As the summer sped by without meaningful negotiations on a Morgan Rielly contract extension, his case for a major payday only grew stronger.
These last few weeks saw an undeniable shift upwards in the market for defencemen who eat big minutes and drive offence. And the shift may have created a divide between the Maple Leafs and their longest-tenured player that will ultimately prove too wide to bridge.
Shared history and sentiment aside, where exactly is the wiggle room here?
This is the most important contract of Rielly’s career. And in a flat-cap NHL environment general manager Kyle Dubas must weigh the merits of any significant salary commitment against what he’d need to cut away from the organization’s base in order to accommodate it.
That explains in part why there’ve only been a couple of surface-level conversations between Rielly’s camp and Leafs management to this point. The CBA has permitted them to sign a deal that would take effect in July 2022 for more than six weeks now, and during that period the marketplace has evolved.
Seth Jones, Zach Werenski, Cale Makar and Dougie Hamilton all signed long-term contracts carrying an average annual value at $9 million (U.S.) or higher — doubling the number of cap hits at that level for defencemen leaguewide.
Even if those players don’t serve as perfect enough comparables to vault Rielly to that lofty benchmark, it’s difficult to imagine his next contract coming in anywhere below $8 million per year given his productivity and the fact he’s logged more minutes than any other Leaf across the last five seasons.
There’s a limited supply of defencemen who do what he does. And either Rielly or John Klingberg would take billing as the top UFA blueliner next summer if they hit the open market.
Consider the company Rielly is keeping with .53 points per game across 572 career games: That’s a hair below Hamilton (.56 in 607) and John Carlson (.55 in 608) at the time they signed monster deals, but ahead of where Oliver Ekman-Larsson (.50 in 576), Jones (.49 in 580) and Victor Hedman (.49 in 470) were when putting pen to paper on their most recent contracts.
The lowest cap hit among that group is Hedman’s $7.7875 million, which came with the customary Tampa discount and accounted for 10.79 per cent of the cap when it was signed in 2016 — equating to roughly $8.8 million in today’s NHL dollars.
How Dubas navigates the organization’s most pressing decision bears watching.
The GM is summoning a “Last Dance” kind of vibe for the coming season, openly acknowledging that changes are inevitable if the Leafs don’t progress following five straight playoff exits without winning a round.
It could be that he wants to see how the team starts before engaging with Rielly’s camp. Or perhaps he’ll approach the situation similar to how he did with Zach Hyman and Frederik Andersen last season — treating those long-term Leafs as “own rentals” while walking them straight to free agency.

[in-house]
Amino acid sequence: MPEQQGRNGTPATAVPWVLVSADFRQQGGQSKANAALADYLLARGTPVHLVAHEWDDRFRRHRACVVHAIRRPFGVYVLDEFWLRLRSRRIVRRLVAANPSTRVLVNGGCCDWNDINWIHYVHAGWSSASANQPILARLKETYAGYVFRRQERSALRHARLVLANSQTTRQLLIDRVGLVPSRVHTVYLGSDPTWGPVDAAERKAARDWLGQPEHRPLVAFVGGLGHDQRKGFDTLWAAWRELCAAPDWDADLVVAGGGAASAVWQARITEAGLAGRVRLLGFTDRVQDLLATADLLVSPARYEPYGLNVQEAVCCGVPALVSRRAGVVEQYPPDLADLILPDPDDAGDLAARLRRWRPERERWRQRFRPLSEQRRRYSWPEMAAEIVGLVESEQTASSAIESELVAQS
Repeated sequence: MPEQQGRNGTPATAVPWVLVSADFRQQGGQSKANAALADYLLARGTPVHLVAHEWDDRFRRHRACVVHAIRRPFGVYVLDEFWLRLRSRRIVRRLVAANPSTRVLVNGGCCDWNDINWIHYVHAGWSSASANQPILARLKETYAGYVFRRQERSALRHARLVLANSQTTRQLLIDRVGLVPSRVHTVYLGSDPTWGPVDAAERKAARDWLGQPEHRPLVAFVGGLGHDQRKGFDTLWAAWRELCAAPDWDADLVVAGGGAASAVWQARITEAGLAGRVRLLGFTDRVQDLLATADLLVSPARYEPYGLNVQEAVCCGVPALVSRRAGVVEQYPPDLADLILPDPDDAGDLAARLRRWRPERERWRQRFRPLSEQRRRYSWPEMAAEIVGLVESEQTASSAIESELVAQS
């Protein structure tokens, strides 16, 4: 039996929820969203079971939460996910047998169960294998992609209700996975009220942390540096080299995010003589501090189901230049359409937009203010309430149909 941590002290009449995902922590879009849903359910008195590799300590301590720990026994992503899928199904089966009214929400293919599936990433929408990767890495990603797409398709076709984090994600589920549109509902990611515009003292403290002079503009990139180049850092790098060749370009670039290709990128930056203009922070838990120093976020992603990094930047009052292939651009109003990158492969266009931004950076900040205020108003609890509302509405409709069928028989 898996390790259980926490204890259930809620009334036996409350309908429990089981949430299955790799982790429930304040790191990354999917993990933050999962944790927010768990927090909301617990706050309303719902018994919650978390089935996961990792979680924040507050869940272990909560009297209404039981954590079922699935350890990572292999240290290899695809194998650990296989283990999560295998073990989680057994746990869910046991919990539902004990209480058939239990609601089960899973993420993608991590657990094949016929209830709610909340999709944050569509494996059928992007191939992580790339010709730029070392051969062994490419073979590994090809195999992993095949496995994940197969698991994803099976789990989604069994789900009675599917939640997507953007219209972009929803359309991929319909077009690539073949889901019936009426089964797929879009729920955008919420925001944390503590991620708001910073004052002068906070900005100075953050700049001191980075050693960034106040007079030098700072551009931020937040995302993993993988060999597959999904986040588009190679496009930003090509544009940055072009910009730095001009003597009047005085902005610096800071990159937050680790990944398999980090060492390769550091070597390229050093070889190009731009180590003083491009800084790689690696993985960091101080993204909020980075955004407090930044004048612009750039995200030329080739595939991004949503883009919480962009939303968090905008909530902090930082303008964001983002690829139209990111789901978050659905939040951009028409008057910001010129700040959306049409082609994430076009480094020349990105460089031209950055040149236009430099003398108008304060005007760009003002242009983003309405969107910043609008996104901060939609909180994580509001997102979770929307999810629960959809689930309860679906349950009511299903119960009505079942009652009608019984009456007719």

As valued as those players were, though, they weren’t Rielly.
There isn’t an obvious succession plan for how his minutes would be absorbed if the Leafs moved on from the 27-year-old next summer, beyond perhaps thrusting more responsibility on Rasmus Sandin and Travis Dermott. And there’s a deeper attachment to consider with the fifth overall pick from 2012 who has worn an alternate captain’s A for several seasons and been a prominent figure in the community.
Even with the Leafs navigating a tight cap situation, there would be nothing to prevent Dubas from signing Rielly to a big extension now and putting off any corollary decisions until next summer since the new contract wouldn’t kick in until 2022-23 — buying time essentially to determine how to make room for his increased cap hit.
However, speaking generally this past week on the “Bob McCown Podcast,” Dubas noted that a number of contending teams have started letting players walk in free agency because of a salary cap not expected to grow much beyond $81.5 million for the next few years.
“I think you’re going to see more and more of that because you can’t just extend the players and hope that you’re going to figure out the cap stuff later. The cap isn’t going to go anywhere so you’re going to, I think, see a lot more guys playing out their UFA seasons,” Dubas said.
The Leafs certainly stand to derive significant value from the final year of Rielly’s $5-million annual contract in the months ahead. They’d no doubt love to see his next deal come somewhere close to the $6.5 million Colton Parayko and Torey Krug signed for in St. Louis, but that appears below market.
Rielly has invested more than any other current Leaf in turning this organization around and was one of the standout performers in May’s seven-game loss to Montreal, acknowledging afterwards that he’d started to think about his contract situation.
“We’ll cross that bridge when we come to it,” he said.
Training camp is now 10 days away and they haven’t yet reached the bridge. You wonder if they’ll ever really get there.
Chris Johnston is a Toronto-based independent journalist covering NHL and the Toronto Maple Leafs for NordStar’s new gaming company. His work will also be appearing in the Star. Follow him on Twitter: @reporterchris
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